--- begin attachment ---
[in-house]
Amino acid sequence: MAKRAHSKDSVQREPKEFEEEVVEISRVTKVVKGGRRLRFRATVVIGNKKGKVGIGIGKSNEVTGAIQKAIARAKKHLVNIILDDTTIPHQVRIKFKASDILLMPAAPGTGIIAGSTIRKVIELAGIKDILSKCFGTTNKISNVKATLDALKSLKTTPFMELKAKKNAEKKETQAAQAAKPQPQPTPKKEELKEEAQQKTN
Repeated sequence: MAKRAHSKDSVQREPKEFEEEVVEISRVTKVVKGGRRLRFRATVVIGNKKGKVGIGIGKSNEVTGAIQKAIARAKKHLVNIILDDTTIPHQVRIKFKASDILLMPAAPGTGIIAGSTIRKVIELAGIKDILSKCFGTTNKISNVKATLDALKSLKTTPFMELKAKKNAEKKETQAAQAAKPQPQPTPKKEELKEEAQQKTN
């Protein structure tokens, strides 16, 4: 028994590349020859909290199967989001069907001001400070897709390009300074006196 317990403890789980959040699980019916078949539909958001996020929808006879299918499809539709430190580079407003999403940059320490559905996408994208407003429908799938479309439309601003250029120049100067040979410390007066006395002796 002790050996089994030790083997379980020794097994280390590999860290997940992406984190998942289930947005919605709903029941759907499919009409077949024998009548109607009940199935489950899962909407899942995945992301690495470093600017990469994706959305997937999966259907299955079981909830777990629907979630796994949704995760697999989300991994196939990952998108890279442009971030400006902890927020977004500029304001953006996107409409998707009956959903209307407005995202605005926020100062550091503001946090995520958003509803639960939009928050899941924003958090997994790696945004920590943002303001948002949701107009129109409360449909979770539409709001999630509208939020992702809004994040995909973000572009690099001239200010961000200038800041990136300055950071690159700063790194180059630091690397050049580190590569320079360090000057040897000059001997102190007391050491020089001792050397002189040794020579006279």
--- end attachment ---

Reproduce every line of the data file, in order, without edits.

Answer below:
[in-house]
Amino acid sequence: MAKRAHSKDSVQREPKEFEEEVVEISRVTKVVKGGRRLRFRATVVIGNKKGKVGIGIGKSNEVTGAIQKAIARAKKHLVNIILDDTTIPHQVRIKFKASDILLMPAAPGTGIIAGSTIRKVIELAGIKDILSKCFGTTNKISNVKATLDALKSLKTTPFMELKAKKNAEKKETQAAQAAKPQPQPTPKKEELKEEAQQKTN
Repeated sequence: MAKRAHSKDSVQREPKEFEEEVVEISRVTKVVKGGRRLRFRATVVIGNKKGKVGIGIGKSNEVTGAIQKAIARAKKHLVNIILDDTTIPHQVRIKFKASDILLMPAAPGTGIIAGSTIRKVIELAGIKDILSKCFGTTNKISNVKATLDALKSLKTTPFMELKAKKNAEKKETQAAQAAKPQPQPTPKKEELKEEAQQKTN
């Protein structure tokens, strides 16, 4: 028994590349020859909290199967989001069907001001400070897709390009300074006196 317990403890789980959040699980019916078949539909958001996020929808006879299918499809539709430190580079407003999403940059320490559905996408994208407003429908799938479309439309601003250029120049100067040979410390007066006395002796 002790050996089994030790083997379980020794097994280390590999860290997940992406984190998942289930947005919605709903029941759907499919009409077949024998009548109607009940199935489950899962909407899942995945992301690495470093600017990469994706959305997937999966259907299955079981909830777990629907979630796994949704995760697999989300991994196939990952998108890279442009971030400006902890927020977004500029304001953006996107409409998707009956959903209307407005995202605005926020100062550091503001946090995520958003509803639960939009928050899941924003958090997994790696945004920590943002303001948002949701107009129109409360449909979770539409709001999630509208939020992702809004994040995909973000572009690099001239200010961000200038800041990136300055950071690159700063790194180059630091690397050049580190590569320079360090000057040897000059001997102190007391050491020089001792050397002189040794020579006279």